Two days later, two state health department supervisors called Lippe with the result. Positive.
“Well, what do we do now?” she recalled asking. “And they said: ‘We don’t really know. You’re the first one.’ ”
The following days were a blur.
Horrified by the thought that she might have unknowingly infected her family and friends, Lippe said she took it upon herself to inform them, even though health officials said they would do that. The hardest call was to the family of the Rockville retirement community resident who died.
The still-grieving family was understanding. But Lippe stumbled over her words, stopping and starting again between tears while she suggested that they watch out for symptoms that could kill them.
“That whole conversation, I don’t even remember all of it,” Lippe said. “I know I had my husband on the other line, and at some point in the conversation, I would just hang up the phone and my husband would say, ‘Just wait. Let me go get her,’ and talk me back off the ledge.”
She didn’t infect anybody that she knows of, including her husband, who didn’t go with her to Egypt.
After her diagnosis, Lippe no longer left her home, especially during the day. Walking the family dog meant a trip around her property, at night and with a mask on.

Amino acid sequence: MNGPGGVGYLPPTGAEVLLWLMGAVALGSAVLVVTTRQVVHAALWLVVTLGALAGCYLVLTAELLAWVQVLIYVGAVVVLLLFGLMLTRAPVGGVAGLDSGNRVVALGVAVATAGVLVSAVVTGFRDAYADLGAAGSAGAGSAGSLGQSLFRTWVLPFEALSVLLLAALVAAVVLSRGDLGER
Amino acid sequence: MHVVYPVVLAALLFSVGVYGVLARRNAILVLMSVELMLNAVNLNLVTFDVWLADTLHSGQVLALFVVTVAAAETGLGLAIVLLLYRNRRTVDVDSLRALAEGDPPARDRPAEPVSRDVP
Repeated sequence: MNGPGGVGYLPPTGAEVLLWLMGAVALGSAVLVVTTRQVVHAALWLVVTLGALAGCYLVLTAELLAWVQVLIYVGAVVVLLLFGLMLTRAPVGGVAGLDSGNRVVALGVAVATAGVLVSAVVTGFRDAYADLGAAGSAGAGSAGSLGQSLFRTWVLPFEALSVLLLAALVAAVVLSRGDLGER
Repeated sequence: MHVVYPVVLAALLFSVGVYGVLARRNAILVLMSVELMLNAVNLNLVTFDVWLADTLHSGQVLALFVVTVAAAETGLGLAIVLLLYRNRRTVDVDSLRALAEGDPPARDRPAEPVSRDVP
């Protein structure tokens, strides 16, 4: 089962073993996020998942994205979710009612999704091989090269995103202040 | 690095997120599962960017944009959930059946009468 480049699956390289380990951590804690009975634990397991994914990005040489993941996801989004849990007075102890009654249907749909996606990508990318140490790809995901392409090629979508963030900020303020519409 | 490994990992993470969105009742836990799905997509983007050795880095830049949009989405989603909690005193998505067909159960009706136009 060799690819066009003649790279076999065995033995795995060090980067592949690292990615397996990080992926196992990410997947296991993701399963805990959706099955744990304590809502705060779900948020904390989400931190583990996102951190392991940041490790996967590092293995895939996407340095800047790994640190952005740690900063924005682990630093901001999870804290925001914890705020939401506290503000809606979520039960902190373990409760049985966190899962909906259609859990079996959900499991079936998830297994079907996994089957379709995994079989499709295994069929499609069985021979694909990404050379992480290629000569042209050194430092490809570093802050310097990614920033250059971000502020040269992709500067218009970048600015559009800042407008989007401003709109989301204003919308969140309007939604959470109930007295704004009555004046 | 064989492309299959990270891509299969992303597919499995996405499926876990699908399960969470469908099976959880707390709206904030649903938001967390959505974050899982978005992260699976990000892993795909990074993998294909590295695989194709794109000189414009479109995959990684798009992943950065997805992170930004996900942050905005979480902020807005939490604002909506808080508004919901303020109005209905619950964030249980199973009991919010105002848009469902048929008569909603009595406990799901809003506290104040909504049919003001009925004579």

Strangers on social media were nonetheless vicious, blaming Lippe and others who had brought home infections from trips for ushering death and disease into the region.
Against her better judgment, she became obsessed with what people said about her online, checking every hour she was awake.
“The cockroaches have come out,” one post said. “They don’t care about anyone else.”
Her anxiety got so bad that when a friend called to check in, Lippe verbally attacked her, remembering that the friend’s husband was a TV news broadcaster.
“You just want the story for your husband!” Lippe said to her friend, who continued to call and ask about her well-being in genuine concern.
“She was such a dear friend and I was so awful,” Lippe said. “It probably took me a month until I apologized to her. Until I was back to being myself.”
She began helping other people who had the virus, volunteering in late April to be a peer counselor as part of a pilot program created by the National Alliance on Mental Illness (NAMI) in Maryland and the state health department to help recently recovered covid-19 patients navigate their lingering trauma.